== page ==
Wednesday, September 05, 2007

Tips for reclaiming sexuality after a health event

Many readers have reported concerns about how to reclaim their sexuality after a heart attack, cancer, or other health event. I asked licensed psychologist and sex therapist Stephanie Buehler, Psy.D., to provide some tips for the new book I'm writing. Her information was so valuable that I didn't want you to have to wait for the book:

1. Speak to your physician about when you can resume sex and what kinds of limitations you might expect or need to work around. If you are uncomfortable talking about it with the physician, perhaps you can bring it up to the nurse. Nurses are often interested in helping patients achieve an optimal quality of life, and are trained to educate patients as well.

2. If neither your physician nor the nurse is sexually savvy, then contact whatever organization is associated with your disease. For example, both the American Heart Association and the American Cancer Society publish booklets on sexuality and illness.

3. Broaden your ideas about what constitutes “sex” after an illness event. Sex is more than intercourse. Count holding hands and cuddling as sex, and you and your partner might feel less disappointed or glum.

4. If you are the person affected with a health problem, don’t conclude that if your partner isn’t bringing up sex, it is no longer important. Your partner may not want to intrude or make demands and is waiting for a sign of readiness from you.

5. If you are the partner of the person with a health problem, accompany your partner to a physician’s visit to discuss sexual effects of any surgery or treatment. Educate yourself so that you can be a support to your partner, and so that you and your partner can discuss how to go forward.

6. If you had sexual problems before the illness event, now might be a good opportunity to address them. It may be that your health problem contributed to your sexual problem. Again, discuss this with your physician or nurse.

7. If you are having trouble resuming satisfying sexual activity, consider seeing a sex therapist. A sex therapist can help you identify obstacles and give you information and suggestions. Sometimes there can be deeper problems, like facing the fact that you are not invincible, that can also be addressed with a therapist.

Stephanie Buehler, Psy.D. is a licensed psychologist and sex therapist, and Director of The Buehler Institute in Irvine, California. Visit her blog about sex and intimacy.

Note: You can locate a sex therapist in your area through AASECT, American Association of Sexuality Educators Counselors & Therapists.)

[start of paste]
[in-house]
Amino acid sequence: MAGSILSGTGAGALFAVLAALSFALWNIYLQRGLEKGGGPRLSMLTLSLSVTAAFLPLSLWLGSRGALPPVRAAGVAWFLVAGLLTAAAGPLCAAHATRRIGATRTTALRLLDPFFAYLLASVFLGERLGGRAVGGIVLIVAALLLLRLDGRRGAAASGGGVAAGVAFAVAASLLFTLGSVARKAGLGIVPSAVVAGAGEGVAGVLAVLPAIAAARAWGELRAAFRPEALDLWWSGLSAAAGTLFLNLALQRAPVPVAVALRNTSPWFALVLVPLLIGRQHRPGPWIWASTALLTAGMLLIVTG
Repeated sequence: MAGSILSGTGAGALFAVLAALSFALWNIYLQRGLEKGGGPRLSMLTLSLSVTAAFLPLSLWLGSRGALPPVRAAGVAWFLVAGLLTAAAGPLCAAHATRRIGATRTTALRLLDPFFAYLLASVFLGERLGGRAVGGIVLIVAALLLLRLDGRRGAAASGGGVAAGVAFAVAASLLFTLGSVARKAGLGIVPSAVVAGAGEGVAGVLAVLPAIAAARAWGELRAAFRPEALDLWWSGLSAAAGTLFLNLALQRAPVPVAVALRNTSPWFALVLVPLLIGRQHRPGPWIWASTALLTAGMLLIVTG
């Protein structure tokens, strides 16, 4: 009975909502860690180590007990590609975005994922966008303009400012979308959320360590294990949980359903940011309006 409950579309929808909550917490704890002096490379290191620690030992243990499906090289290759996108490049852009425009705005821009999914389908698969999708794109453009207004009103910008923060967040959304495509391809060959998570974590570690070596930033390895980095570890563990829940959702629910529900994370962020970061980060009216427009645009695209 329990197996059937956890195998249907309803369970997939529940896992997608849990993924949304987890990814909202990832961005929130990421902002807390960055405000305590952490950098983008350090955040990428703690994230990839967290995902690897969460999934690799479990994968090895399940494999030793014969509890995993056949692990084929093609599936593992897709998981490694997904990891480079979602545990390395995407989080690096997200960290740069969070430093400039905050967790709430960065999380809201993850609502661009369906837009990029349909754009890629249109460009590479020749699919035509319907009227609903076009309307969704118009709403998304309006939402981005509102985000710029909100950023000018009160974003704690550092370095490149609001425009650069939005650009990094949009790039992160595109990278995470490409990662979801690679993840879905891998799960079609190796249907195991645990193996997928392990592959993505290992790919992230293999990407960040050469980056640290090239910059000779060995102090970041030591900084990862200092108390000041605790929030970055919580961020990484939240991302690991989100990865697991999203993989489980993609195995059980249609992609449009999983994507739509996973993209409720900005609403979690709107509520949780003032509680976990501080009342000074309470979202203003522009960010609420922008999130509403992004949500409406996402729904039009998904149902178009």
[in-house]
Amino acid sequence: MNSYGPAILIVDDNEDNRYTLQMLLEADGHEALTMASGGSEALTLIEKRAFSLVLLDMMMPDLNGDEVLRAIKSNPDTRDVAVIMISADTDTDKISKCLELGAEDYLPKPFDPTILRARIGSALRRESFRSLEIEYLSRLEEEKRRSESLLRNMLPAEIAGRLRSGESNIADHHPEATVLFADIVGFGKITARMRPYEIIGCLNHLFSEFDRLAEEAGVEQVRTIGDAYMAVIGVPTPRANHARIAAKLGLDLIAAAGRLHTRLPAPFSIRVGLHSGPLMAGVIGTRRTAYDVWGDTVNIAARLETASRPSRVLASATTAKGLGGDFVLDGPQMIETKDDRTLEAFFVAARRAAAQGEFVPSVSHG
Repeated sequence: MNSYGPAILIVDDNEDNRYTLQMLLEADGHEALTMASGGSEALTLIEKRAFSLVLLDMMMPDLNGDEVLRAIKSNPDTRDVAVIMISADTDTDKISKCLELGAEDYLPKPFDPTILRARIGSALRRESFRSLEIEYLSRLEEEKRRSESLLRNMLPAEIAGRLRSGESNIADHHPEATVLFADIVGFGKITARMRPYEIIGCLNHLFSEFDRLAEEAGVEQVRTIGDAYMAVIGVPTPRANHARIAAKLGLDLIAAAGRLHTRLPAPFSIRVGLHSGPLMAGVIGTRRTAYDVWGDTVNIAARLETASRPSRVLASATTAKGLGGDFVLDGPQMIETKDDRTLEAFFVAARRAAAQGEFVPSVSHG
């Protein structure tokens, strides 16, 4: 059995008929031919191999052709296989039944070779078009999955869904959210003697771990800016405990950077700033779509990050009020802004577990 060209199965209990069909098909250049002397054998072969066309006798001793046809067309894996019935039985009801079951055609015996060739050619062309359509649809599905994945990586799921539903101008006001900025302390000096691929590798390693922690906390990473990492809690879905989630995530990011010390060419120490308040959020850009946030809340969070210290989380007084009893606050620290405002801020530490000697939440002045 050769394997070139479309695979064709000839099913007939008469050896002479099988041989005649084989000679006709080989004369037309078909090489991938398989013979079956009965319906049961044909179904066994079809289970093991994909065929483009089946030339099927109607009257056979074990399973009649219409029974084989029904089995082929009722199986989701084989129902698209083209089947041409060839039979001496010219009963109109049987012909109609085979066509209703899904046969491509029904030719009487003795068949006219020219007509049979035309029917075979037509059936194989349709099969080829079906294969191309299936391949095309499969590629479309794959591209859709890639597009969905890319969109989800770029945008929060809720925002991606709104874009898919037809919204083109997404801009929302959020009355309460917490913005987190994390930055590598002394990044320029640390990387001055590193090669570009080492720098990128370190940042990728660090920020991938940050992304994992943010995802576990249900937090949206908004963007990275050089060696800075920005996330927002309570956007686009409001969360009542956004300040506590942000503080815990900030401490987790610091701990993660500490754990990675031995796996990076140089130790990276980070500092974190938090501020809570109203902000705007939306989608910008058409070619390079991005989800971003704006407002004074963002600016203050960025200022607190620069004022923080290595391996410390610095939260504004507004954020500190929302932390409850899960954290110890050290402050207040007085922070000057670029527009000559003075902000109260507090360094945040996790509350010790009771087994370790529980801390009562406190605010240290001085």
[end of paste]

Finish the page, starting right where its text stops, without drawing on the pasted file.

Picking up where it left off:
Thursday, July 26, 2007

Gerald Haslam talks about prostate cancer and sex


Gerald Haslam, author of Grace Period, is living with prostate cancer. He wrote a stunning summary of his views of the importance of sexuality while living with cancer for my upcoming book. I know I have many readers who are looking for information on sexuality and cancer, so I'm giving you an advanced look at some of the insights he shared:

A seventyish man who was recovering from a prostatectomy asked fellow members of a prostate-cancer support group how they could have sex if they were leaking urine. He ended with a timeless observation--"My wife is willing to be pissed off but not pissed on."

Despite the laughter that followed, his was a serious problem, but the first response solved it: "Put a band on your penis --a cock ring. A lot of older guys who aren't incontinent use them to maintain erections, but if you're leaking they're a good answer, especially if you use a pump."

The first man was honest enough to admit, "I hadn't thought of that. We've never used any...devices. Of course, I've never had prostate cancer before, either." In fact, the prostate cancer world introduces many guys to devices and positions and concepts previously unimagined.

A physician pal said to me shortly after I was rendered impotent by prostate surgery and radiation, "You'd better start pumping up your penis every day, whether you're going to use it right away or not, or it'll shrivel into a Vienna sausage. As soon as you lose spontaneous erections you lose penile tone. No tone, and there'll be nothing to pump when you do want to use it."

In fact, sex seems to be the second most common topic--after cancer therapies--in discussions at most prostate cancer support groups, and I learned that many men, rendered impotent and perhaps stripped of libido by hormonal ablation, simply but not happily accepted the verdict that their sex lives were over, a defining activity lost. A dread frequently mentioned to me by my fellow prostate-cancer survivors has been not only the sudden absence of sex but of sexuality itself. This is especially grave since sex and sexuality can represent the life force's most powerful affirmation in the face of death.